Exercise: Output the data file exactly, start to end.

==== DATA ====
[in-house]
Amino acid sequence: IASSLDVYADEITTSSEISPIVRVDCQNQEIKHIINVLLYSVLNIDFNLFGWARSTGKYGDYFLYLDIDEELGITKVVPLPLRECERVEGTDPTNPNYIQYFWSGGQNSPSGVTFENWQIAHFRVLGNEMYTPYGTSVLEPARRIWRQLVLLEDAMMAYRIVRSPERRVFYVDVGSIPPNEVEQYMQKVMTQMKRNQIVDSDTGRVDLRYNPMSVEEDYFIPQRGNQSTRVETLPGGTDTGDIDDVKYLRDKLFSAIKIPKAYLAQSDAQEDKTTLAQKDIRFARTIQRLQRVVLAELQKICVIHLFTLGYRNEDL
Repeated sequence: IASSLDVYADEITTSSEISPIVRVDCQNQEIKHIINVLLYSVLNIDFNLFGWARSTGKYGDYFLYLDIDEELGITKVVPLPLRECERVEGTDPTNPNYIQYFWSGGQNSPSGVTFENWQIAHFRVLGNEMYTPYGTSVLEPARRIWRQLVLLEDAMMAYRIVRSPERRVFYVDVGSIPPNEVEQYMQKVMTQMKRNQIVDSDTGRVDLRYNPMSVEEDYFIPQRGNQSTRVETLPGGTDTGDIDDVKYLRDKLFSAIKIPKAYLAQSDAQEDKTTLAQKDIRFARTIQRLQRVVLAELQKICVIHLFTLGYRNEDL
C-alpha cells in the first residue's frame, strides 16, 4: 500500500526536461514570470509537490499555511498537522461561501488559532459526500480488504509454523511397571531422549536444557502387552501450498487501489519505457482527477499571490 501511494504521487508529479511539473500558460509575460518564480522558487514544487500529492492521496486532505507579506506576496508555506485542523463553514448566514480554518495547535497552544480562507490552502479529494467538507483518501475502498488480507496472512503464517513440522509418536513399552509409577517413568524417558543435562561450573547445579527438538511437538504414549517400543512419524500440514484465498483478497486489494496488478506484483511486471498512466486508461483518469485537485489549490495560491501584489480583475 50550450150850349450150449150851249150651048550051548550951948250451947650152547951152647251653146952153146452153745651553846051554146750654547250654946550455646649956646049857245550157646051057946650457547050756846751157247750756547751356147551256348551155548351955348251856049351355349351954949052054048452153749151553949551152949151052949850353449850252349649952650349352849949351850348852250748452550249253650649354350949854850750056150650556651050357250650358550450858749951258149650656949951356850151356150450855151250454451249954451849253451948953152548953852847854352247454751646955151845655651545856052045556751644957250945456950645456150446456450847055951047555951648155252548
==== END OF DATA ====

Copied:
[in-house]
Amino acid sequence: IASSLDVYADEITTSSEISPIVRVDCQNQEIKHIINVLLYSVLNIDFNLFGWARSTGKYGDYFLYLDIDEELGITKVVPLPLRECERVEGTDPTNPNYIQYFWSGGQNSPSGVTFENWQIAHFRVLGNEMYTPYGTSVLEPARRIWRQLVLLEDAMMAYRIVRSPERRVFYVDVGSIPPNEVEQYMQKVMTQMKRNQIVDSDTGRVDLRYNPMSVEEDYFIPQRGNQSTRVETLPGGTDTGDIDDVKYLRDKLFSAIKIPKAYLAQSDAQEDKTTLAQKDIRFARTIQRLQRVVLAELQKICVIHLFTLGYRNEDL
Repeated sequence: IASSLDVYADEITTSSEISPIVRVDCQNQEIKHIINVLLYSVLNIDFNLFGWARSTGKYGDYFLYLDIDEELGITKVVPLPLRECERVEGTDPTNPNYIQYFWSGGQNSPSGVTFENWQIAHFRVLGNEMYTPYGTSVLEPARRIWRQLVLLEDAMMAYRIVRSPERRVFYVDVGSIPPNEVEQYMQKVMTQMKRNQIVDSDTGRVDLRYNPMSVEEDYFIPQRGNQSTRVETLPGGTDTGDIDDVKYLRDKLFSAIKIPKAYLAQSDAQEDKTTLAQKDIRFARTIQRLQRVVLAELQKICVIHLFTLGYRNEDL
C-alpha cells in the first residue's frame, strides 16, 4: 500500500526536461514570470509537490499555511498537522461561501488559532459526500480488504509454523511397571531422549536444557502387552501450498487501489519505457482527477499571490 501511494504521487508529479511539473500558460509575460518564480522558487514544487500529492492521496486532505507579506506576496508555506485542523463553514448566514480554518495547535497552544480562507490552502479529494467538507483518501475502498488480507496472512503464517513440522509418536513399552509409577517413568524417558543435562561450573547445579527438538511437538504414549517400543512419524500440514484465498483478497486489494496488478506484483511486471498512466486508461483518469485537485489549490495560491501584489480583475 50550450150850349450150449150851249150651048550051548550951948250451947650152547951152647251653146952153146452153745651553846051554146750654547250654946550455646649956646049857245550157646051057946650457547050756846751157247750756547751356147551256348551155548351955348251856049351355349351954949052054048452153749151553949551152949151052949850353449850252349649952650349352849949351850348852250748452550249253650649354350949854850750056150650556651050357250650358550450858749951258149650656949951356850151356150450855151250454451249954451849253451948953152548953852847854352247454751646955151845655651545856052045556751644957250945456950645456150446456450847055951047555951648155252548